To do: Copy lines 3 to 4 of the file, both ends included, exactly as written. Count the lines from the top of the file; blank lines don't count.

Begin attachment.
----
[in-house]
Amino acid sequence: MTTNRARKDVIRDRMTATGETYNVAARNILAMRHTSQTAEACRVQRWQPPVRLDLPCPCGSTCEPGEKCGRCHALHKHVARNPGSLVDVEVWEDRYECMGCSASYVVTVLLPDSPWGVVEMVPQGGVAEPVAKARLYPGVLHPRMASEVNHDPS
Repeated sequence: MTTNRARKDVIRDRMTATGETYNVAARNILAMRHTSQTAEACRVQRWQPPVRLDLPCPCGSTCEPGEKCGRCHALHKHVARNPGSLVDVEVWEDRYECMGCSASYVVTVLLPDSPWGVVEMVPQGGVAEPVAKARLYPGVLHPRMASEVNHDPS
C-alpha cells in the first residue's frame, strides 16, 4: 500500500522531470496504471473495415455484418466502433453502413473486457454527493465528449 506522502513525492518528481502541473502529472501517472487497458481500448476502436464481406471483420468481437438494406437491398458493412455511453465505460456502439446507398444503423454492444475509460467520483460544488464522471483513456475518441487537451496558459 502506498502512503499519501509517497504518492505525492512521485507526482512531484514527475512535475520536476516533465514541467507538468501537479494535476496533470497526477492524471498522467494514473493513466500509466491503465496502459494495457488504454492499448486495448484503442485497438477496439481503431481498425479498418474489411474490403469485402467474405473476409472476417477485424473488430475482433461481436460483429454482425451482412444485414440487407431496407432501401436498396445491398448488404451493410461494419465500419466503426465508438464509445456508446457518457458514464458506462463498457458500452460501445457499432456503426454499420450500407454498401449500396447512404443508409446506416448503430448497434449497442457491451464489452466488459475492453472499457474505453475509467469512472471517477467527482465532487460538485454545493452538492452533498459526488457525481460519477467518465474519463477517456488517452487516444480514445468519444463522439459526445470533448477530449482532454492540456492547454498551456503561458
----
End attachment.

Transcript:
Repeated sequence: MTTNRARKDVIRDRMTATGETYNVAARNILAMRHTSQTAEACRVQRWQPPVRLDLPCPCGSTCEPGEKCGRCHALHKHVARNPGSLVDVEVWEDRYECMGCSASYVVTVLLPDSPWGVVEMVPQGGVAEPVAKARLYPGVLHPRMASEVNHDPS
C-alpha cells in the first residue's frame, strides 16, 4: 500500500522531470496504471473495415455484418466502433453502413473486457454527493465528449 506522502513525492518528481502541473502529472501517472487497458481500448476502436464481406471483420468481437438494406437491398458493412455511453465505460456502439446507398444503423454492444475509460467520483460544488464522471483513456475518441487537451496558459 502506498502512503499519501509517497504518492505525492512521485507526482512531484514527475512535475520536476516533465514541467507538468501537479494535476496533470497526477492524471498522467494514473493513466500509466491503465496502459494495457488504454492499448486495448484503442485497438477496439481503431481498425479498418474489411474490403469485402467474405473476409472476417477485424473488430475482433461481436460483429454482425451482412444485414440487407431496407432501401436498396445491398448488404451493410461494419465500419466503426465508438464509445456508446457518457458514464458506462463498457458500452460501445457499432456503426454499420450500407454498401449500396447512404443508409446506416448503430448497434449497442457491451464489452466488459475492453472499457474505453475509467469512472471517477467527482465532487460538485454545493452538492452533498459526488457525481460519477467518465474519463477517456488517452487516444480514445468519444463522439459526445470533448477530449482532454492540456492547454498551456503561458